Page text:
Hampshire & Isle of Wight

Damien Nettles disappearance: Calls to fund searches

Damien Nettles Image copyright Family Handout
Image caption The last confirmed sighting of Damien was on CCTV at a fish and chip shop in Cowes

The search for missing teenager Damien Nettles should get extra funding from the government, campaigners say.

The 16-year-old went missing after a night out with friends in Cowes, Isle of Wight, on 2 November 1996. He is believed to have been murdered.

A parliamentary petition calls for intervention similar to that given to high profile missing persons cases such as Madeleine McCann and Ben Needham.

Police say the file remains open but no new lines of inquiry had been found.

The Home Office said the force had "not made an application for additional funding in relation to this investigation", but any request would be considered.

The last confirmed sighting of Damien was on CCTV at Yorkie's fish and chip shop in Cowes High Street at about 23:45 GMT.

The boy who disappeared

The parliamentary e-petition, signed by more than 2,700 people to date, states: "As the government provided extra funding for the McCanns and Needhams, we feel Damien's case should have the same level of intervention."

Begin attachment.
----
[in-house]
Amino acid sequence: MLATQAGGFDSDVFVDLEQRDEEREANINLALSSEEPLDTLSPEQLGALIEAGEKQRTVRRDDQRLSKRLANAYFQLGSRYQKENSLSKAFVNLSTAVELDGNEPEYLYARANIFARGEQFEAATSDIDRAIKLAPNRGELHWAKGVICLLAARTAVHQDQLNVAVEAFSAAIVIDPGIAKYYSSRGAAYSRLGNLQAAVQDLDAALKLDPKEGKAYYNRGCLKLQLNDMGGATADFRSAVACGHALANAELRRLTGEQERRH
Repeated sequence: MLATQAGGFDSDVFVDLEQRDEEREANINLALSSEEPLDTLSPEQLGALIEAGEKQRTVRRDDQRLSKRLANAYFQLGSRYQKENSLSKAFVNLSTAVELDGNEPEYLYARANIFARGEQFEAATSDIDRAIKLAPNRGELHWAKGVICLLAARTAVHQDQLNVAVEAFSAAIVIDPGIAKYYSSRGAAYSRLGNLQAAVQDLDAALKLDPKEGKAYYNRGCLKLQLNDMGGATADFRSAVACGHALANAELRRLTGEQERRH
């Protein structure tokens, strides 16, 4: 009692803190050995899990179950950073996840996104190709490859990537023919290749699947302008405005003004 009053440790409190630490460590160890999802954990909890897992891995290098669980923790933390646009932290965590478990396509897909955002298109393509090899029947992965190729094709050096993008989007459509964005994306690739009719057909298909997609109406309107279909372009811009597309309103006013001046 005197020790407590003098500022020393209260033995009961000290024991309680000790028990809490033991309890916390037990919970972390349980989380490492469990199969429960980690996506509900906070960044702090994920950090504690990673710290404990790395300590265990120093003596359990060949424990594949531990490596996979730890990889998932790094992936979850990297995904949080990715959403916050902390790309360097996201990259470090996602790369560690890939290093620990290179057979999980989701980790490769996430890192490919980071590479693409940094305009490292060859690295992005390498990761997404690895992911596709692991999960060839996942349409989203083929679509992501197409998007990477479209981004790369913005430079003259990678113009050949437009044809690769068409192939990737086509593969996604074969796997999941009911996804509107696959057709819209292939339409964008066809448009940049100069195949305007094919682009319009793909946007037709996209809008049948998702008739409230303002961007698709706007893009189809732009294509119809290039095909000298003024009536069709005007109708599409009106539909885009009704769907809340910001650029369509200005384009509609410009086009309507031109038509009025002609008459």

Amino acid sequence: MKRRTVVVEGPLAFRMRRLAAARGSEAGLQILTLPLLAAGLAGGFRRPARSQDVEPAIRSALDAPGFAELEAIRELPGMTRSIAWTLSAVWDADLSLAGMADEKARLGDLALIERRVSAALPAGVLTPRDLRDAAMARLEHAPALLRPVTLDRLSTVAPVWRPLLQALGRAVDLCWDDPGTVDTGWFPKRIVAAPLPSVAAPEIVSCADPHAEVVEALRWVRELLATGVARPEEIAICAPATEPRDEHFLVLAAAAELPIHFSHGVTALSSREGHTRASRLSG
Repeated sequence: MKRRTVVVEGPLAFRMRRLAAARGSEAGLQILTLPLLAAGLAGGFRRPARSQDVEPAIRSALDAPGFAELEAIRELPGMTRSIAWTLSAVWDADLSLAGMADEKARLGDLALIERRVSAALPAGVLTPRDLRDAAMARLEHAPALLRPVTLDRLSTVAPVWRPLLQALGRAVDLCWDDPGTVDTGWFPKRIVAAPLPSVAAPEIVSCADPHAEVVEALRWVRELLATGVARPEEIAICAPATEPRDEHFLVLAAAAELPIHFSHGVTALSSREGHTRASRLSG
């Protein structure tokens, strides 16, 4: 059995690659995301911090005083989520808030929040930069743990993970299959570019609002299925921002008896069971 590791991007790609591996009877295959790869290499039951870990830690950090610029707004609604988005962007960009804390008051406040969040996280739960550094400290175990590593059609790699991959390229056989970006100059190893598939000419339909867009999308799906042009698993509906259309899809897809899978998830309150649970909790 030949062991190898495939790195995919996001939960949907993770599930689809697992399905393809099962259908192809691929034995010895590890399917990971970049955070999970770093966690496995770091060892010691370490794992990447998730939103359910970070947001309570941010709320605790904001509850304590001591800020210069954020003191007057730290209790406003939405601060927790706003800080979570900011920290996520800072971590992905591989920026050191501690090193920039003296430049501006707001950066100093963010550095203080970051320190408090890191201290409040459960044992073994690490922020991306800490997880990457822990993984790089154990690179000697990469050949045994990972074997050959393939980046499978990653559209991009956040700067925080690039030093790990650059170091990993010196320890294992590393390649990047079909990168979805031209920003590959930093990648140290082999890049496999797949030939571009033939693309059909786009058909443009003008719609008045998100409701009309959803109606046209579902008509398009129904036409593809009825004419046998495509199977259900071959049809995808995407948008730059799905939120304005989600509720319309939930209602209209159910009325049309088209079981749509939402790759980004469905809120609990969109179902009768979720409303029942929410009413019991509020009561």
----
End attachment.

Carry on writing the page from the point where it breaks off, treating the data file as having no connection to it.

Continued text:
Image caption Hampshire Constabulary said the case "remained open".

The force said any information received following following a recent BBC Three documentary, Unsolved: The Boy Who Disappeared would be "assessed in due course in line with police procedures".

A spokesperson for Hampshire Constabulary said: "The files for this case remain open to receive any new facts or information that could lead to further police action.

"No new lines of enquiry have been identified at this time.

"Any search for human remains requires a substantial investment of police time, expertise and resources. Officers would need verifiable information to justify such a search."

Any petition with more than 10,000 signatures on the parliament website gets a government response.

If one gets more than 100,000 signatures it is automatically considered for debate in Parliament.

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